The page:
I've heard rumors over the years that people save copies of Chronogram. Not the way people once did with National Geographic, where you would walk into someone's house and see shelves stacked with distinctive yellow spines as if the family was waiting to be asked a vexing question about ethnology that would require knowledge of both the marriage practices of aboriginal tribes in Papua New Guinea and the conventions of 18th-century Swedish architecture. I'm talking about the covers of Chronogram—covers separated from the magazine and mounted as art. This may be an apocryphal tale, but I heard that one enthused fan wallpapered a room in their home (guess which one) with covers saved over a 10-year period.
If there's anything that comes close to the status of sacred cow here at Chronogram, it's the cover. Since 1999 we've chosen not to run cover lines on the front of the magazine, showcasing the artist's work unadorned. This, in turn, has transformed the cover into an iconic statement, framing the work of a local artist within the context of time. And these artists who have been gracious enough to allow their work to be featured on the cover, they—like all else that is dynamic and brilliant about the Hudson Valley—have helped us show what a wonderful place it is we're living in. If Chronogram is great, it is because their work has made it so.
What's your favorite cover? Perhaps it's Mark Seliger's portrait of Natalie Merchant as Frida Kahlo (1). Maybe you're more into finding beauty where it's least expected and Jeff Milstein's colorful junkyard shot (2) is more your bag. What about graphic minimalism? Julian Opie (3) turned a few heads. If you're into paintings, we've got you covered too—Denise Orzo's Tomfoolery (4) has equals parts painterly finesse and unalloyed menace. If you like breaks with convention, then you must have liked Vladimir Zimakov's illustration of giant flies falling past a tenement building (5); it was one of the few instances when we broke our cover template and ran (most of) the Chronogram logo down the side of the page.
(And while it's hard for me to choose a favorite from among the almost 200 artworks we've featured on the cover—as my mother says of her children, I love them all equally—my sentimental pick is Arlene Topple's Twisted Joy (6), a close-up of a young woman wearing a flapperish headpiece who seems completely without care. That we ran this image on the cover of the September 2001 strikes me as perfectly appropriate. I don't believe we would choose to run that photograph now, even nine years on from 9/11. The prevailing mood shies away from unabashed displays of happiness.)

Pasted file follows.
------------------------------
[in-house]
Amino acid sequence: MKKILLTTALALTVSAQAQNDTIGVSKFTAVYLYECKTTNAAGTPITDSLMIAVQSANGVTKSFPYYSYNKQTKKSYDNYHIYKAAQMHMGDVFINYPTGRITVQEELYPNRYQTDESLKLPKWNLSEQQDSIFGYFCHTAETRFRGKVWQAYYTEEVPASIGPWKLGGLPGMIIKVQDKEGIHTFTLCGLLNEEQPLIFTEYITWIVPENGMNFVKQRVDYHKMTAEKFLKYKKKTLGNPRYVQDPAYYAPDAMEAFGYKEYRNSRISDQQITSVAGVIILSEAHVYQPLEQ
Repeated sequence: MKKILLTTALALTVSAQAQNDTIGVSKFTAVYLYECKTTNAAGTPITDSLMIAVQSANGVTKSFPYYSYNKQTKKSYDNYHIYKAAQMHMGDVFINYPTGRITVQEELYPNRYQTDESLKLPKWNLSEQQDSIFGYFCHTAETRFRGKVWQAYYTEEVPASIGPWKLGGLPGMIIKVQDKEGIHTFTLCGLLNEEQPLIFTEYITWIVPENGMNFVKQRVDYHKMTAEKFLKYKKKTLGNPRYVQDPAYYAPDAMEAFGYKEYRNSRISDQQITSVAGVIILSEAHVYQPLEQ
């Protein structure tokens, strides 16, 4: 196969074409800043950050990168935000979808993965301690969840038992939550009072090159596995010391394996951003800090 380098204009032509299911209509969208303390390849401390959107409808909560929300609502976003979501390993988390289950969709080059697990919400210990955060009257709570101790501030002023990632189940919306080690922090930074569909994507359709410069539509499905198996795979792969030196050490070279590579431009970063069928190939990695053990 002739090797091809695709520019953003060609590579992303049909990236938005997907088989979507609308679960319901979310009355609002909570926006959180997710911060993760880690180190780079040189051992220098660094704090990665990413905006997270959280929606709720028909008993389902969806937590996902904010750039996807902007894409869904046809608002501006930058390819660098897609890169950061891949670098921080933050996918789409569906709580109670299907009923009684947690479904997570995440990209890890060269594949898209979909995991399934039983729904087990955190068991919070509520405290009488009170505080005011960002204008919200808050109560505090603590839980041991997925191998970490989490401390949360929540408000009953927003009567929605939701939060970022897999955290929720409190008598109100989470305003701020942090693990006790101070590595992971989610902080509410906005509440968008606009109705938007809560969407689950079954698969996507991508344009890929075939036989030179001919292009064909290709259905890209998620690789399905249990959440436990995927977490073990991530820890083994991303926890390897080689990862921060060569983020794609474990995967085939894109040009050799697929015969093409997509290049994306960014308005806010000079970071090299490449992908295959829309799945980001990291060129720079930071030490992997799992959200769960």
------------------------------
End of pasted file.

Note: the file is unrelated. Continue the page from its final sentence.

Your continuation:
Nevertheless [insert throat-clearing noise here], we're quite excited to be mounting an exhibition of 75 of our favorite covers (chosen by the magazine's staff) at the Art Society of Kingston this month. "The Covers Show: 1993-2011" runs from February 5 through 26. It will provide an interesting opportunity to see the images we've featured on the cover return to the fine art setting of a gallery, but also to examine the differing sensibilities of the magazine's four art directors—Amara Projansky (co-founder), Molly Rubin, Carla Rozman, and David Perry (current)—and how the magazine's aesthetic itself has evolved through 17 years of size changes, redesigns, and reimaginings.
To kick off the show, we'll be hosting a big to-do of an opening reception at the Art Society of Kingston, 97 Broadway, on Saturday, February 5 from 5 to 8pm. We've invited all the artists whose work we've been lucky enough to feature on the cover, and consider this an open invite to you as well, dear reader, to join us in a celebration of all things Chronogram. Lara Hope and The Champtones will be playing their brand of sassy rockabilly to keep things swinging, and we'll have plenty of refreshments, provided by Keegan Ales, Esotec, The Merchant Wine and Liquors, and Ship to Shore. For more details, visit us on Facebook (www.facebook.com/chronogram) and view the "The Covers Show" event. I hope to see you there.